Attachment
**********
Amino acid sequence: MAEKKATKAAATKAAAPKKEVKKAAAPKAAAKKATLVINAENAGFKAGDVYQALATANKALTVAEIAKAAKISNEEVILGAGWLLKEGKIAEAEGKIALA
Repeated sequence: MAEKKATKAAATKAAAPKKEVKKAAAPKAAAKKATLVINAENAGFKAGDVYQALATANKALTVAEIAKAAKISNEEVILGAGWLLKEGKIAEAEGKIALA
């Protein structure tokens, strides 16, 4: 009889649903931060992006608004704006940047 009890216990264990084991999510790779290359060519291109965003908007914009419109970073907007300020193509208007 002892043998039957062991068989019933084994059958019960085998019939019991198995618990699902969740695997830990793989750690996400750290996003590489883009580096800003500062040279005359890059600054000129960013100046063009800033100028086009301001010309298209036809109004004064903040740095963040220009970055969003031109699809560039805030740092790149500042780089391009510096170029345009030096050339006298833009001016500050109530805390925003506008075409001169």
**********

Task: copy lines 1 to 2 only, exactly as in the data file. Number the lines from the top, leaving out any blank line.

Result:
Amino acid sequence: MAEKKATKAAATKAAAPKKEVKKAAAPKAAAKKATLVINAENAGFKAGDVYQALATANKALTVAEIAKAAKISNEEVILGAGWLLKEGKIAEAEGKIALA
Repeated sequence: MAEKKATKAAATKAAAPKKEVKKAAAPKAAAKKATLVINAENAGFKAGDVYQALATANKALTVAEIAKAAKISNEEVILGAGWLLKEGKIAEAEGKIALA